On week days only there is a cheap train service between Hualamphong Train Station in Bangkok and Pattaya Station for about 30Bt. The train is 3rd class only, not air-conditioned and takes about 3.5 hours to get to Pattaya. It’s an interesting experience for anyone wanting to find out what life is like for the Thais. The train leaves Bangkok at 6:50 AM and arrives in Pattaya at about 10:20 AM. There is a return service from Pattaya at 2:20 PM which arrives in Bangkok at about 5:40 PM.
You can also get there by making your way to Hua Hin and catching a high-speed catamaran. This is a more expensive option at about 1600Bt and takes around three hours. It only operates during the mid and high tourist seasons and there are three services per week on Wednesdays, Fridays and Sundays.
Getting around in Pattaya
Pattaya is not a particularly difficult place to navigate as the main street runs along the beach and there are three major roads that run parallel to the main road, with four major cross streets. The confusing bit is that they name the sub-districts pretty strangely. South Pattaya is really the centre of town and Central Pattaya is in the north.
The main north-south roads are Beach Road (T. Hat Pattaya), Second Road and Third Road. They are crossed running east-west by North Pattaya Road (T. Pattaya Nua), Central Pattaya Road (T. Pattaya Klang) and South Pattaya Road (T. Pattaya Tai). Beach Road and North Road meet at the roundabout at the north end of the beach. Beach Road south of South Pattaya Road is a walking street in the evenings with lots of markets, bars and restaurants to enjoy.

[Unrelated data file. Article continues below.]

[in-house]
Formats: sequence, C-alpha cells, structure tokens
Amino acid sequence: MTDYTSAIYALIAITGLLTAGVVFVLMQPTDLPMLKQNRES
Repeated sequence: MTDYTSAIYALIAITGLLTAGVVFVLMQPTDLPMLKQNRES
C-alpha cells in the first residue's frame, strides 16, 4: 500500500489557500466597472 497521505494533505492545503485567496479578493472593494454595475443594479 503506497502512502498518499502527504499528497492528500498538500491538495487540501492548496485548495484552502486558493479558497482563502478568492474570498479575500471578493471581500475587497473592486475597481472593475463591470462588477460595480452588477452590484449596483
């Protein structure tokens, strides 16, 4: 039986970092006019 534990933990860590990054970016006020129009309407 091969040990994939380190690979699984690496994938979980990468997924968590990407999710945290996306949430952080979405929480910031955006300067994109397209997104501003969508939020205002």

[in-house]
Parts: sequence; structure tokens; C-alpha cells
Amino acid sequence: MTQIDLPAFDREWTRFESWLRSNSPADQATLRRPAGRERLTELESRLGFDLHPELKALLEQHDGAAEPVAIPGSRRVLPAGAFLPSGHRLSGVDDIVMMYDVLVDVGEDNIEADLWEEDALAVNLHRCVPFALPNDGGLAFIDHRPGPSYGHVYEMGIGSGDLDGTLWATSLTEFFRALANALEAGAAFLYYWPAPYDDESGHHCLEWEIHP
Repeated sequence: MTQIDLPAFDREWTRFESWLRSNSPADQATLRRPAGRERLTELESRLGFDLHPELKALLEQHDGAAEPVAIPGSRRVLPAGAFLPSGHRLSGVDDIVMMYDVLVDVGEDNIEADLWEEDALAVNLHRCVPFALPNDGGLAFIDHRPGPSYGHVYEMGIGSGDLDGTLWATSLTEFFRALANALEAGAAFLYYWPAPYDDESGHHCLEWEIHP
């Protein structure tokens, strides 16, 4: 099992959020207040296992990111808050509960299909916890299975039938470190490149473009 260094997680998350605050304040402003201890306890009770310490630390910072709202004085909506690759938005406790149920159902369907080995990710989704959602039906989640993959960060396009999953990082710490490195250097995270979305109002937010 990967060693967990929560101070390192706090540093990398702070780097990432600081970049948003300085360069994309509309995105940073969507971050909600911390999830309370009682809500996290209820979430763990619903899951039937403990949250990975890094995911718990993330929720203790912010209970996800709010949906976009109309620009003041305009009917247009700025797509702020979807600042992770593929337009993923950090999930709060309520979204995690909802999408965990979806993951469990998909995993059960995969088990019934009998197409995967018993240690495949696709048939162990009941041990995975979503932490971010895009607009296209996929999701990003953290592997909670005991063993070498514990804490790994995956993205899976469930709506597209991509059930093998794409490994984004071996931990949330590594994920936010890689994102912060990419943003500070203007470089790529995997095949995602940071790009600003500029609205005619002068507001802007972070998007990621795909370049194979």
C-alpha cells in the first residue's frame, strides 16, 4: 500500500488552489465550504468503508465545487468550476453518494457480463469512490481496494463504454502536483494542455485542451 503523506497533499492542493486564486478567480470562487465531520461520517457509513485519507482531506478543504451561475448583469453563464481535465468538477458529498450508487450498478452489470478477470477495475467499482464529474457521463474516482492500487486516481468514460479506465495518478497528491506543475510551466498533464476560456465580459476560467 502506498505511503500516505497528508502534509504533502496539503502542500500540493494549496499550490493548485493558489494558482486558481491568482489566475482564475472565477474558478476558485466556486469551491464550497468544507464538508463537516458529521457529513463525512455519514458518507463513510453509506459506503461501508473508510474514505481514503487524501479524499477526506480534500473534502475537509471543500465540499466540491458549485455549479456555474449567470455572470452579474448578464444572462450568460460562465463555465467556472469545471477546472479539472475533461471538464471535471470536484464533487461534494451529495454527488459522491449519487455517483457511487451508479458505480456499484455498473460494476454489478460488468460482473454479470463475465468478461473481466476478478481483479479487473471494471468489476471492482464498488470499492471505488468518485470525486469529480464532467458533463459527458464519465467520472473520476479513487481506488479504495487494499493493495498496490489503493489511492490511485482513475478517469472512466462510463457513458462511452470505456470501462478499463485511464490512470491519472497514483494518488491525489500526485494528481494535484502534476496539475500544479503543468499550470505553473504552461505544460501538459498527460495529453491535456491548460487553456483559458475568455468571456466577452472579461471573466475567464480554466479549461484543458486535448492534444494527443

There are two other districts outside the main beach area. Naklua is to the north of North Pattaya Road and is where you can find buses and trains to Bangkok and elsewhere. The beaches are quieter in Naklua, but there are also less facilities. Buddha Hill is to the south of South Pattaya Road.
You won’t find any tuk-tuks in Pattaya. The easiest and cheapest way to get around in Pattaya is by songthaew, a covered utility vehicle that acts a bit like a public bus. These utilities are dark blue and will beep at you as they approach to see if you want to jump on. The fare is usually 10Bt for trips within Pattaya. Don’t tell them where you are going unless you don’t know where to go, because they may try to negotiate a higher fare. Just knock on the inside window when you want to get off. There are also white songthaews in Pattaya that run along Sukumvhit Road and will take you to Si Racha and Sattahip for 20Bt.